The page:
Based in Sydney, Australia, Foundry is a blog by Rebecca Thao. Her posts explore modern architecture through photos and quotes by influential architects, engineers, and artists.



You are imperfect. Permanently and inevitably flawed. And you are beautiful.
— Amy Bloom

Dear Hadley,

Today was the kind of day when I woke up, looked in the mirror, and didn't recognize myself.

I knew I was me, of course. But my face didn't feel like it made sense. The parts didn't seem quite the same as they were when I left them before bed. This is a feeling that I have frequently. And right now I'm wondering if you'll look in the mirror and feel that way too sometimes.

When I was younger, I thought my ears and nose were too big. I thought my eyes were too small. I was sure my jaw wasn't quite right. I remember feeling like I didn't look like the rest of the girls. I spent hours studying my features, wishing they could all be different.

It took me a lot of agonizing and even more growing up to really understand what a gift it is that I look like myself (even my sometimes unrecognizable morning self) and that everyone else looks like themselves. You get what you're born with and then you just have to learn how to take care of it, live in it, and, eventually, love it. It's good to remember that how you look is all just a mix of great chance, some hard work, and a whole lot of water and acceptance.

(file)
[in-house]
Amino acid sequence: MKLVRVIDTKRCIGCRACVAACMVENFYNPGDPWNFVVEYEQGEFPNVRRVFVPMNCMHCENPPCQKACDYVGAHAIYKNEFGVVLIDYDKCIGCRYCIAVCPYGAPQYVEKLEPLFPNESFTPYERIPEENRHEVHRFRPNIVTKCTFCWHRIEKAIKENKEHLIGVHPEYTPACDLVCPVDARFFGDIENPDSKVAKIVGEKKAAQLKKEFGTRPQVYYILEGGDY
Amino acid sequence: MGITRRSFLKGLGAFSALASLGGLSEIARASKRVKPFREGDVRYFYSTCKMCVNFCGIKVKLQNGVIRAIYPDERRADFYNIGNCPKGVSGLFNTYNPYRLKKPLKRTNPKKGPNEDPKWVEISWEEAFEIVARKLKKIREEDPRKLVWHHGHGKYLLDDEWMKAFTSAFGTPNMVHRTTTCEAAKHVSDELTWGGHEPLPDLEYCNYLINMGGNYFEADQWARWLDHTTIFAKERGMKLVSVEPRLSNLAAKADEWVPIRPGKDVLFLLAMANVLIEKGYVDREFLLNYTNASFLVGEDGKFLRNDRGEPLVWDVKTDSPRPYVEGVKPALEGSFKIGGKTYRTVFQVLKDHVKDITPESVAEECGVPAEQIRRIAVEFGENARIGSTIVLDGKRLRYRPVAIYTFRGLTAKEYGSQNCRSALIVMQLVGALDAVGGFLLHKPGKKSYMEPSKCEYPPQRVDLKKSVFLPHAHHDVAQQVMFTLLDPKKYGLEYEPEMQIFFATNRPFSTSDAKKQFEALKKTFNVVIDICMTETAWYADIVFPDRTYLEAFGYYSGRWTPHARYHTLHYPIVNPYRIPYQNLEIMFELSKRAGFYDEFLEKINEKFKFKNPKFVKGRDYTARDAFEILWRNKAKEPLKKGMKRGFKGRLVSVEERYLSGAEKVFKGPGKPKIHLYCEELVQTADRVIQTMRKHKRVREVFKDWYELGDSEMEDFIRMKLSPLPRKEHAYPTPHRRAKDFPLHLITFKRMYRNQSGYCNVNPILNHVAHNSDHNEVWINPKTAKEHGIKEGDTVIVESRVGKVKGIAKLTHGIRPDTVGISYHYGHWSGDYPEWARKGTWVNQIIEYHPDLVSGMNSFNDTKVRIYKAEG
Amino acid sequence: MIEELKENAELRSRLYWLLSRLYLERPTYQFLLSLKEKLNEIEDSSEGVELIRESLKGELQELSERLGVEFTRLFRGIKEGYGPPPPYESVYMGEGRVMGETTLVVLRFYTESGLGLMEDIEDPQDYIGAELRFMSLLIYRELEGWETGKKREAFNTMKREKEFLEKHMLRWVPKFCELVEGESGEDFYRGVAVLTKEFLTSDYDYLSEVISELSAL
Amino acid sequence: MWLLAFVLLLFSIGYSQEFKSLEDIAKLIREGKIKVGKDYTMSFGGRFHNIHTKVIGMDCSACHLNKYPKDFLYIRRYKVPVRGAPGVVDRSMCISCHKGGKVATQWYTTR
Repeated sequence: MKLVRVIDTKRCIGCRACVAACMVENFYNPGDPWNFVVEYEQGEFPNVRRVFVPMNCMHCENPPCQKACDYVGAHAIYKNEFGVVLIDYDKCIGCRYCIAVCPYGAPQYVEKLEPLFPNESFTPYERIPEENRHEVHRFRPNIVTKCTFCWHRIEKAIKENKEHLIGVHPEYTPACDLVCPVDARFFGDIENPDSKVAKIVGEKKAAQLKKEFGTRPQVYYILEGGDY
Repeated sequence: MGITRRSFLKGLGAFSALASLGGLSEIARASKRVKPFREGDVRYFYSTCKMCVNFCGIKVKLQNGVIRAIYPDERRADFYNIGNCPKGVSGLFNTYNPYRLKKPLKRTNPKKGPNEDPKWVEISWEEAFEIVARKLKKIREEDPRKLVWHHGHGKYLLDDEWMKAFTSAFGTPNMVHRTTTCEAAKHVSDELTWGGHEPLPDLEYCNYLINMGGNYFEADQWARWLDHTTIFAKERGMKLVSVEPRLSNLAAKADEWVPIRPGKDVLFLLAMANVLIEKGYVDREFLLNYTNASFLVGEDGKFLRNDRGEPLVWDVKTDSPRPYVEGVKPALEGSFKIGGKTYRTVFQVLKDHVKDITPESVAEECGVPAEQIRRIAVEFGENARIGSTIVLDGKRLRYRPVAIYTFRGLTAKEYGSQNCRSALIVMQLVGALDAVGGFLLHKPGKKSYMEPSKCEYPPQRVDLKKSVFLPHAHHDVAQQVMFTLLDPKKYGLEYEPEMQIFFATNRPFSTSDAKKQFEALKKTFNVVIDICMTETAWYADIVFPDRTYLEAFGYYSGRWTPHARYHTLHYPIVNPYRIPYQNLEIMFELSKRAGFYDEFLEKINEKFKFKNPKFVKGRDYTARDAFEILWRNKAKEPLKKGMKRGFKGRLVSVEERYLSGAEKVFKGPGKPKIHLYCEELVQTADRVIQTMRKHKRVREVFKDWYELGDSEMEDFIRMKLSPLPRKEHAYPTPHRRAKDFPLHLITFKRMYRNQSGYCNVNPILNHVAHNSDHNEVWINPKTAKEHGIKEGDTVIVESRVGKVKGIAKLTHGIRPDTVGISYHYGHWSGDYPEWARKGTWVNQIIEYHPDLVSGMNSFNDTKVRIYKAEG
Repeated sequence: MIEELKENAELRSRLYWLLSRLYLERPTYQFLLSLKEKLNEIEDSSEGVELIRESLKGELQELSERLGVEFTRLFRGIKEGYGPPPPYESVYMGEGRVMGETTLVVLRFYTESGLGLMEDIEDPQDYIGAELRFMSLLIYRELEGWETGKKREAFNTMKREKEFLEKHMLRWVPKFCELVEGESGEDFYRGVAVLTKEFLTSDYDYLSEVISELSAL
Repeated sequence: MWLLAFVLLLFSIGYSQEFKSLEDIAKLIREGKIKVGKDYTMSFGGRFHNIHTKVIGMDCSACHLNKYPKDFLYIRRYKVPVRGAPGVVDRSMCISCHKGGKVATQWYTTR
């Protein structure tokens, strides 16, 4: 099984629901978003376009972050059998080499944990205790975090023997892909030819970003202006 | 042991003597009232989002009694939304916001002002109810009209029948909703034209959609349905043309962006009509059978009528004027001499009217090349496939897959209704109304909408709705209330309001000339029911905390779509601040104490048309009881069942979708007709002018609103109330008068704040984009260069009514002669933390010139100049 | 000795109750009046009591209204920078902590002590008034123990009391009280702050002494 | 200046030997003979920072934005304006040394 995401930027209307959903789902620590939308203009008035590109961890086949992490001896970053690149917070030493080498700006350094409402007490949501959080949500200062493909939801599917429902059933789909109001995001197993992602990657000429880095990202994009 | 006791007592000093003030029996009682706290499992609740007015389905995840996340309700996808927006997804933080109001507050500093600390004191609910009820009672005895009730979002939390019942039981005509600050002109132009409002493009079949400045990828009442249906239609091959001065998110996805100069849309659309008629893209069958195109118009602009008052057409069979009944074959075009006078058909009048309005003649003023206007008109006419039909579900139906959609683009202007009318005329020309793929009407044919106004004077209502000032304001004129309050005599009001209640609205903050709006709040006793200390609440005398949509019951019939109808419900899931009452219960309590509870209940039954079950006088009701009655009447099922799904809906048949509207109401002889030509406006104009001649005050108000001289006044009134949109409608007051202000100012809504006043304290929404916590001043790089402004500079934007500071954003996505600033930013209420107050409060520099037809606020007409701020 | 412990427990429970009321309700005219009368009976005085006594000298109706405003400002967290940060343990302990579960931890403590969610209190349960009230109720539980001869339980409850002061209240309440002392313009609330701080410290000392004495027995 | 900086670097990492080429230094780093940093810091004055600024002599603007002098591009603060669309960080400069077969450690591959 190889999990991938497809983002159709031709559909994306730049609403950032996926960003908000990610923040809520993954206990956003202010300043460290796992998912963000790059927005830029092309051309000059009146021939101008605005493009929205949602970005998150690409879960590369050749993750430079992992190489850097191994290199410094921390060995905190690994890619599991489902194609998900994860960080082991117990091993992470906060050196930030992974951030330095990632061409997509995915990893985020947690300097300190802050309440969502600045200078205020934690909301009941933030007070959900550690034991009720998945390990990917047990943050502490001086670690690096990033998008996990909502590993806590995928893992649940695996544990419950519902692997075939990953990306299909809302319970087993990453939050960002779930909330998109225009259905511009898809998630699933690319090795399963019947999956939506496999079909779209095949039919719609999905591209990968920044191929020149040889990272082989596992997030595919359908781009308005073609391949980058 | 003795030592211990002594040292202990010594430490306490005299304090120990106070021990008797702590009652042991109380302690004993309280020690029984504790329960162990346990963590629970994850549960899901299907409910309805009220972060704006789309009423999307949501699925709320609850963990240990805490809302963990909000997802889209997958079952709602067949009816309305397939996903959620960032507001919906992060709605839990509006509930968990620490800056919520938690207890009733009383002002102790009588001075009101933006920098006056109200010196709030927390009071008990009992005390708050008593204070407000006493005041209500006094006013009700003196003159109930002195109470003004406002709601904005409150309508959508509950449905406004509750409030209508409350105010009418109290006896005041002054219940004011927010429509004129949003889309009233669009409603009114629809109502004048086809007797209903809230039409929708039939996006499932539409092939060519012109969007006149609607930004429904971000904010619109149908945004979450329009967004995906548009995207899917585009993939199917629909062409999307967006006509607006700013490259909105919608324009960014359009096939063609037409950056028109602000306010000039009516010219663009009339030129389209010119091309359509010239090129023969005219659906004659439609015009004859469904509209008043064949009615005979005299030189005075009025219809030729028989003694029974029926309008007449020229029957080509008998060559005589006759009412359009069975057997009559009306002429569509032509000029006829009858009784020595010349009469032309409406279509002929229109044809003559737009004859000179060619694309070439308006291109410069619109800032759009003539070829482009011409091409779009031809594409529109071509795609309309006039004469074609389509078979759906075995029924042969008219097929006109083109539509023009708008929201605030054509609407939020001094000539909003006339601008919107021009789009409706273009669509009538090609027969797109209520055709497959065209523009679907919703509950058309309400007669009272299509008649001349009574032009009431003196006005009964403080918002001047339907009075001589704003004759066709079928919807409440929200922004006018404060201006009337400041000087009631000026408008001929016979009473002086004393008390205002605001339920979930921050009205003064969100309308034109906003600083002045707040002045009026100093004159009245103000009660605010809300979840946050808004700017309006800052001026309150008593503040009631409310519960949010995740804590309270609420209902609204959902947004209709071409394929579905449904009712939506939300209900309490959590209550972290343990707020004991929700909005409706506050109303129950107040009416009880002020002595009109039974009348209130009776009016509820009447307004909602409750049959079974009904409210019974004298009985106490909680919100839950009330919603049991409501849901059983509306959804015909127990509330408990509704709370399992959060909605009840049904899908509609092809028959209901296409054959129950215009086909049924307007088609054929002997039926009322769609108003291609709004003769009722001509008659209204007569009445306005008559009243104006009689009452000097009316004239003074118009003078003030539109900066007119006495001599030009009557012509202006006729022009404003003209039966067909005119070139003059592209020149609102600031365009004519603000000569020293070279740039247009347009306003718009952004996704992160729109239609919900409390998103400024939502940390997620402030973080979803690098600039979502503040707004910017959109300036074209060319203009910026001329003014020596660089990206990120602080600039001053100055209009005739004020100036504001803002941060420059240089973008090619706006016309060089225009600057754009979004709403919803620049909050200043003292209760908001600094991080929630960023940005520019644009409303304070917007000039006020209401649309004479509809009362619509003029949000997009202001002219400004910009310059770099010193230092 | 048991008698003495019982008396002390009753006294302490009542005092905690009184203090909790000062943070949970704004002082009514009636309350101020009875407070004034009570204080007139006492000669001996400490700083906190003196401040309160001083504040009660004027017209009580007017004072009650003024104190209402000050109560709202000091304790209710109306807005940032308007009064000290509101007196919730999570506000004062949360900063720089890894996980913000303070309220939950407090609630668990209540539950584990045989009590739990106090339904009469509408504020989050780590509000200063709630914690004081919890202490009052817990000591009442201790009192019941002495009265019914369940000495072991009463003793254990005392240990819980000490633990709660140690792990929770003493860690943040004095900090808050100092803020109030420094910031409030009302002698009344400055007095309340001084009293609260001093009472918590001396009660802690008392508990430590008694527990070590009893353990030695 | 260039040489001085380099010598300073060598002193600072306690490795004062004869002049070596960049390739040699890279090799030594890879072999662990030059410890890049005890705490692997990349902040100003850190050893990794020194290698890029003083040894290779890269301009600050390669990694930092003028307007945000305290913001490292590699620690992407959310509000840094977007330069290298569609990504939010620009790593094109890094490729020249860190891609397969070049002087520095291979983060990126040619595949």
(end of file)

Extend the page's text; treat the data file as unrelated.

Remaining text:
I don't worry about my face nearly as much as I used to. Which is great, because less time criticizing myself in the mirror means more time freed up to think about better stuff — like who I want to date or how I want to spend my afternoon or whether I want chicken or steak for dinner.

One thing I've learned is that it's helpful to just accept that you won't always love all of you. 

You have to carry your body and face around every single day. It's such a commitment! And like any relationship, there are going to be ups and downs. Depending on the day, the week, the thing you just ate, or the way the stars are aligning in the sky, you might over-srcutinize your face, your thighs, the mole on your left ankle. It sucks, but we all do it. Sit with those conflicts. Mindfully wade through them. Wrestle them down.

I think it's also really important to find at least one thing to love with unwavering certainty. Something to hold on to while you're coming to grips with the rest. 

I think you'll love your eyes. They look like your mom's and I've always thought hers were the most magical.

But if not your eyes, maybe you'll love your strong chin. Or the way the freckles align like constellations on your forearm. (I hope you love your freckles, because you'll get new ones every summer, and it's easier to just love them instead of letting them bother you forever.)

If not any of those things, please promise me that you will at least remember to love your feet. 

I've noticed the way you stand, so stable and ready — you barely budge when Henry The Dog runs into you. I bet you'll grow up to have strong feet with high-arches, like we all do.  And no matter how you're feeling about your face on any given day, your perfect feet will keep you steady, grounding your beautiful being to all the things in this world that are far more meaningful than the way you look.

I love you and I love your face, little one.

Aunt Liz